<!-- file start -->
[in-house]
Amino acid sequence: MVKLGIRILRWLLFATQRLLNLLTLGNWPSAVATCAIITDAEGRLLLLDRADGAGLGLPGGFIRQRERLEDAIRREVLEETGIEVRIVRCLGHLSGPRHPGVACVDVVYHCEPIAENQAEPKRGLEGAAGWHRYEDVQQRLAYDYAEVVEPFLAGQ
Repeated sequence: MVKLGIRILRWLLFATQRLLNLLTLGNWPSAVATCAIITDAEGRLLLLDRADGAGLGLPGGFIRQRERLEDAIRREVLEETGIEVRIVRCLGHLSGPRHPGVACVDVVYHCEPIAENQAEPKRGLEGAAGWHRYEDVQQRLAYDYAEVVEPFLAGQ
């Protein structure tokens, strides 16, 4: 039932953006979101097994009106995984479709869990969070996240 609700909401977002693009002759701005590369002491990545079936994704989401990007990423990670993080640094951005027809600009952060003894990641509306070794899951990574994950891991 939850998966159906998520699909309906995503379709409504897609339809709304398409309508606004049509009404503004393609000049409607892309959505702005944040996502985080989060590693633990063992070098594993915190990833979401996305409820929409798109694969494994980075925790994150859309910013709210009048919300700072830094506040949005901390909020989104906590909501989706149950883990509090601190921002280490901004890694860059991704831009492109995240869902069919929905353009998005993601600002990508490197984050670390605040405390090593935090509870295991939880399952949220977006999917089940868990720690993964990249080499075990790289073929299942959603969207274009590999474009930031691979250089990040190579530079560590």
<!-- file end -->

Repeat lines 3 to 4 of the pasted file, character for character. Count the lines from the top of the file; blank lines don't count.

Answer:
Repeated sequence: MVKLGIRILRWLLFATQRLLNLLTLGNWPSAVATCAIITDAEGRLLLLDRADGAGLGLPGGFIRQRERLEDAIRREVLEETGIEVRIVRCLGHLSGPRHPGVACVDVVYHCEPIAENQAEPKRGLEGAAGWHRYEDVQQRLAYDYAEVVEPFLAGQ
């Protein structure tokens, strides 16, 4: 039932953006979101097994009106995984479709869990969070996240 609700909401977002693009002759701005590369002491990545079936994704989401990007990423990670993080640094951005027809600009952060003894990641509306070794899951990574994950891991 939850998966159906998520699909309906995503379709409504897609339809709304398409309508606004049509009404503004393609000049409607892309959505702005944040996502985080989060590693633990063992070098594993915190990833979401996305409820929409798109694969494994980075925790994150859309910013709210009048919300700072830094506040949005901390909020989104906590909501989706149950883990509090601190921002280490901004890694860059991704831009492109995240869902069919929905353009998005993601600002990508490197984050670390605040405390090593935090509870295991939880399952949220977006999917089940868990720690993964990249080499075990790289073929299942959603969207274009590999474009930031691979250089990040190579530079560590």